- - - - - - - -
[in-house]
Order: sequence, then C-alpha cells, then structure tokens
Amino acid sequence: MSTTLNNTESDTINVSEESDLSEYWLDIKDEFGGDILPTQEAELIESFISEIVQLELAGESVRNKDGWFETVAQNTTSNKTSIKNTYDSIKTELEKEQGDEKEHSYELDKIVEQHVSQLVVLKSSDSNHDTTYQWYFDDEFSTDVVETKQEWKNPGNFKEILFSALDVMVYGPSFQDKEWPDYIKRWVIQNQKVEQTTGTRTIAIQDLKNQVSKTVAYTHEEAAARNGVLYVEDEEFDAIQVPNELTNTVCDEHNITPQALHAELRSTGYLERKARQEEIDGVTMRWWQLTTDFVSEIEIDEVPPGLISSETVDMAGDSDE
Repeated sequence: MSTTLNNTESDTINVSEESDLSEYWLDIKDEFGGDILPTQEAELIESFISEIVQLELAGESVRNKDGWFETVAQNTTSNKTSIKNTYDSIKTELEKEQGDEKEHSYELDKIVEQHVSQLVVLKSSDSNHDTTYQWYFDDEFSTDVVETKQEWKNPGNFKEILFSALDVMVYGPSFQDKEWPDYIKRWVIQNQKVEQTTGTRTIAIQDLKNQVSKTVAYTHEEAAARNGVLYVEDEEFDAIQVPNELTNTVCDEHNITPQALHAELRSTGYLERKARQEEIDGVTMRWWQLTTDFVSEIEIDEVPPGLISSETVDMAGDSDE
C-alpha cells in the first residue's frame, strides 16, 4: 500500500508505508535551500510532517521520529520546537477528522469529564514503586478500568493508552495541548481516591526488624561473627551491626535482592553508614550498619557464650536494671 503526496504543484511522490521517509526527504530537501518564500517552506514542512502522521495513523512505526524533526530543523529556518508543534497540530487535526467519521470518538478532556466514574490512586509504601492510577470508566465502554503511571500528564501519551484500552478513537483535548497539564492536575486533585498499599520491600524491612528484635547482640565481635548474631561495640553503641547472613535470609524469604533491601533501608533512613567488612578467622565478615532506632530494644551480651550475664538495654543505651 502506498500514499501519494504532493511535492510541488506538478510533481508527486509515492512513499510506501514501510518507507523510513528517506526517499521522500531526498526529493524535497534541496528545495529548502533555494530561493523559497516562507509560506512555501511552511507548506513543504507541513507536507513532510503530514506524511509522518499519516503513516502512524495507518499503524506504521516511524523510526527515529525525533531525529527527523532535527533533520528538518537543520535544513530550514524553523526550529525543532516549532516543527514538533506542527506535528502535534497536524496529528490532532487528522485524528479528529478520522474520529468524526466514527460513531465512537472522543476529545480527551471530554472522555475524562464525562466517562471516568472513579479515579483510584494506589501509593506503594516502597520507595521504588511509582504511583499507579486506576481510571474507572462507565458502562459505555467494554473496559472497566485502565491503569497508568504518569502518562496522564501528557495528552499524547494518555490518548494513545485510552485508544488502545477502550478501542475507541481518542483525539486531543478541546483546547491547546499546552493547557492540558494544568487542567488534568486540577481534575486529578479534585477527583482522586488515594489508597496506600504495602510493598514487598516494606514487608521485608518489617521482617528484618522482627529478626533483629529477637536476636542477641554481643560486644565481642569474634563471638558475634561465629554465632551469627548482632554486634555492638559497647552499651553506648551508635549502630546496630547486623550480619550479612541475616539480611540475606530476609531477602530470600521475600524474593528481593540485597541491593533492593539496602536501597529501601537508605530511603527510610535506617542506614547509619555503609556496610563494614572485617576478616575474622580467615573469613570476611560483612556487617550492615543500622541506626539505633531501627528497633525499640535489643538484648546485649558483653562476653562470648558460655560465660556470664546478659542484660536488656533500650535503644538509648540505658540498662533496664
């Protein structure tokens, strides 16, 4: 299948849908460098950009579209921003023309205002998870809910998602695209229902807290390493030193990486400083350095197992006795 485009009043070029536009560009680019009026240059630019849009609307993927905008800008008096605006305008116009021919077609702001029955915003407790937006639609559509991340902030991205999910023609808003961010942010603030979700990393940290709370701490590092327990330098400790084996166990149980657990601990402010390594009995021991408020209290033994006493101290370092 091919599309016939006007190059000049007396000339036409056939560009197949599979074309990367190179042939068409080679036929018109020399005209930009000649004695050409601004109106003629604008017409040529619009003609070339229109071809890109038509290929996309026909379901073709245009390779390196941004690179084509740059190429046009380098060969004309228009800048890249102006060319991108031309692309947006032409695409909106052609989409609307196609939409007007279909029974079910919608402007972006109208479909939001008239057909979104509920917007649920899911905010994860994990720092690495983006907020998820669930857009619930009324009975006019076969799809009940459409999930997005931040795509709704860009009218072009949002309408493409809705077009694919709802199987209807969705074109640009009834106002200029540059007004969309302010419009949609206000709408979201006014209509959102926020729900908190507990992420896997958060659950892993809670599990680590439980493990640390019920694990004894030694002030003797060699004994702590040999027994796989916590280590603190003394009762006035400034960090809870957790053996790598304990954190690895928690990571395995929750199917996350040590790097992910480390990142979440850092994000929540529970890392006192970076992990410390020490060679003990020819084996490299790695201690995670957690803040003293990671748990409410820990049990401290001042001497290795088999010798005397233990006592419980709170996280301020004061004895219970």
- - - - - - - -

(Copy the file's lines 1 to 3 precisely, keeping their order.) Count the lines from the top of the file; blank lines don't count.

[in-house]
Order: sequence, then C-alpha cells, then structure tokens
Amino acid sequence: MSTTLNNTESDTINVSEESDLSEYWLDIKDEFGGDILPTQEAELIESFISEIVQLELAGESVRNKDGWFETVAQNTTSNKTSIKNTYDSIKTELEKEQGDEKEHSYELDKIVEQHVSQLVVLKSSDSNHDTTYQWYFDDEFSTDVVETKQEWKNPGNFKEILFSALDVMVYGPSFQDKEWPDYIKRWVIQNQKVEQTTGTRTIAIQDLKNQVSKTVAYTHEEAAARNGVLYVEDEEFDAIQVPNELTNTVCDEHNITPQALHAELRSTGYLERKARQEEIDGVTMRWWQLTTDFVSEIEIDEVPPGLISSETVDMAGDSDE